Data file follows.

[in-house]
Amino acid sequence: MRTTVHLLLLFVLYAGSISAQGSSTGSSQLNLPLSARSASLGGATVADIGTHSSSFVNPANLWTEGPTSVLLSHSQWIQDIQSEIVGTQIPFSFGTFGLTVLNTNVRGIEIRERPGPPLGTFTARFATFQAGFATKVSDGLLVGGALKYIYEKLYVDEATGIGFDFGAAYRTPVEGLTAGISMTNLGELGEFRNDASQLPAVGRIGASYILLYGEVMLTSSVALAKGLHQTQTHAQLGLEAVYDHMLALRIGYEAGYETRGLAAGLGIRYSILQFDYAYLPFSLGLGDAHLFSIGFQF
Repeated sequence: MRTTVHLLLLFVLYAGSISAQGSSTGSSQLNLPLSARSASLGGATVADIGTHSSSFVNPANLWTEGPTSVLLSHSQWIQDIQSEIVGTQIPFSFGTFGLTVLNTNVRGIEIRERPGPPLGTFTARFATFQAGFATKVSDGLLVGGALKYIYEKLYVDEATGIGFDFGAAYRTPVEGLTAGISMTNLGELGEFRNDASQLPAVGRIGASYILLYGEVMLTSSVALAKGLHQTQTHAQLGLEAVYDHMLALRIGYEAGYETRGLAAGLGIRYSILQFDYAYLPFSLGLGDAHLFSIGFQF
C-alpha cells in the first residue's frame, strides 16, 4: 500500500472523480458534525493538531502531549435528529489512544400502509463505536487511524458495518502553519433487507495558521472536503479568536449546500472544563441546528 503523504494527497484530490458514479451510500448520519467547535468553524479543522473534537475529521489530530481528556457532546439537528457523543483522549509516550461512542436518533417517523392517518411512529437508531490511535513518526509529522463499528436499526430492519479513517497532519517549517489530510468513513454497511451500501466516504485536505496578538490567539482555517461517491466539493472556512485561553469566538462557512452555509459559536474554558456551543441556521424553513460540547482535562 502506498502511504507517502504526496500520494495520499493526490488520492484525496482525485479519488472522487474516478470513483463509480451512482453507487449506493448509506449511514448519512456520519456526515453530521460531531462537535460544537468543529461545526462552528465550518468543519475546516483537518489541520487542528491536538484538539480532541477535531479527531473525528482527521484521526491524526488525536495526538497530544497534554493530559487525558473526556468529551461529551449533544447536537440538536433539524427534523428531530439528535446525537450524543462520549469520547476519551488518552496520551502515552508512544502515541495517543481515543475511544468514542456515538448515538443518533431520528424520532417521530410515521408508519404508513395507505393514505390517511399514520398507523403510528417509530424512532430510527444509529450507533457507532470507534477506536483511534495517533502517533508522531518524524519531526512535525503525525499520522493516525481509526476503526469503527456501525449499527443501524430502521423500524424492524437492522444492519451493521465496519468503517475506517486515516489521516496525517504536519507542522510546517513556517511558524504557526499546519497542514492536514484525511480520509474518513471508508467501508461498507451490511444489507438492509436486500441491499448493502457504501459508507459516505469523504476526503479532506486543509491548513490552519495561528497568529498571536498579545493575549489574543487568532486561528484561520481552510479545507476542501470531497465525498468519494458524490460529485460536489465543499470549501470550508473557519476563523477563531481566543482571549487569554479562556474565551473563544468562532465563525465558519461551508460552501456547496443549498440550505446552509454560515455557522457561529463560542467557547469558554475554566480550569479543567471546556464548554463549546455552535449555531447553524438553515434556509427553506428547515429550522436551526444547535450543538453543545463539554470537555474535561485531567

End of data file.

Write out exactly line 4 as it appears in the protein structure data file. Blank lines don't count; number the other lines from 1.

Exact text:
C-alpha cells in the first residue's frame, strides 16, 4: 500500500472523480458534525493538531502531549435528529489512544400502509463505536487511524458495518502553519433487507495558521472536503479568536449546500472544563441546528 503523504494527497484530490458514479451510500448520519467547535468553524479543522473534537475529521489530530481528556457532546439537528457523543483522549509516550461512542436518533417517523392517518411512529437508531490511535513518526509529522463499528436499526430492519479513517497532519517549517489530510468513513454497511451500501466516504485536505496578538490567539482555517461517491466539493472556512485561553469566538462557512452555509459559536474554558456551543441556521424553513460540547482535562 502506498502511504507517502504526496500520494495520499493526490488520492484525496482525485479519488472522487474516478470513483463509480451512482453507487449506493448509506449511514448519512456520519456526515453530521460531531462537535460544537468543529461545526462552528465550518468543519475546516483537518489541520487542528491536538484538539480532541477535531479527531473525528482527521484521526491524526488525536495526538497530544497534554493530559487525558473526556468529551461529551449533544447536537440538536433539524427534523428531530439528535446525537450524543462520549469520547476519551488518552496520551502515552508512544502515541495517543481515543475511544468514542456515538448515538443518533431520528424520532417521530410515521408508519404508513395507505393514505390517511399514520398507523403510528417509530424512532430510527444509529450507533457507532470507534477506536483511534495517533502517533508522531518524524519531526512535525503525525499520522493516525481509526476503526469503527456501525449499527443501524430502521423500524424492524437492522444492519451493521465496519468503517475506517486515516489521516496525517504536519507542522510546517513556517511558524504557526499546519497542514492536514484525511480520509474518513471508508467501508461498507451490511444489507438492509436486500441491499448493502457504501459508507459516505469523504476526503479532506486543509491548513490552519495561528497568529498571536498579545493575549489574543487568532486561528484561520481552510479545507476542501470531497465525498468519494458524490460529485460536489465543499470549501470550508473557519476563523477563531481566543482571549487569554479562556474565551473563544468562532465563525465558519461551508460552501456547496443549498440550505446552509454560515455557522457561529463560542467557547469558554475554566480550569479543567471546556464548554463549546455552535449555531447553524438553515434556509427553506428547515429550522436551526444547535450543538453543545463539554470537555474535561485531567